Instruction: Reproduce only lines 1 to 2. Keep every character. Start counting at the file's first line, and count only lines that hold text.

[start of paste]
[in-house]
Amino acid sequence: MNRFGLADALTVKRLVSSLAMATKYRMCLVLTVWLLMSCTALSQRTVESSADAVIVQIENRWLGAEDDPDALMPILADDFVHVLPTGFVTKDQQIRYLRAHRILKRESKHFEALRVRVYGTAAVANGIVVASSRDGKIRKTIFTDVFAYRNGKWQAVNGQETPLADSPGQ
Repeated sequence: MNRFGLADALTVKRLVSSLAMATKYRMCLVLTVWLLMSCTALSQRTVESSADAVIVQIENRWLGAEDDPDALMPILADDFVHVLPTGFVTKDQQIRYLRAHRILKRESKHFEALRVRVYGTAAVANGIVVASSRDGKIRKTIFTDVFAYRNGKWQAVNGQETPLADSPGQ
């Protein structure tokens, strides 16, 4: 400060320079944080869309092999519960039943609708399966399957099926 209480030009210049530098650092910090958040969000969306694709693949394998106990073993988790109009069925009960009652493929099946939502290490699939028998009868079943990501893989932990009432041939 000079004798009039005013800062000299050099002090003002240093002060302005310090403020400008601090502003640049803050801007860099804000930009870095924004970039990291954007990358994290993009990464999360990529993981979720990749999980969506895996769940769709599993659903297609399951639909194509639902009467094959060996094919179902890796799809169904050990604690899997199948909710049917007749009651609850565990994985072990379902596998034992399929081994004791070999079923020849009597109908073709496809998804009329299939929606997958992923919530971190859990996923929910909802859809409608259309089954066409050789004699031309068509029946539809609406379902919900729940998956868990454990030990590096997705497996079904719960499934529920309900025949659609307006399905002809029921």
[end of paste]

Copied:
[in-house]
Amino acid sequence: MNRFGLADALTVKRLVSSLAMATKYRMCLVLTVWLLMSCTALSQRTVESSADAVIVQIENRWLGAEDDPDALMPILADDFVHVLPTGFVTKDQQIRYLRAHRILKRESKHFEALRVRVYGTAAVANGIVVASSRDGKIRKTIFTDVFAYRNGKWQAVNGQETPLADSPGQ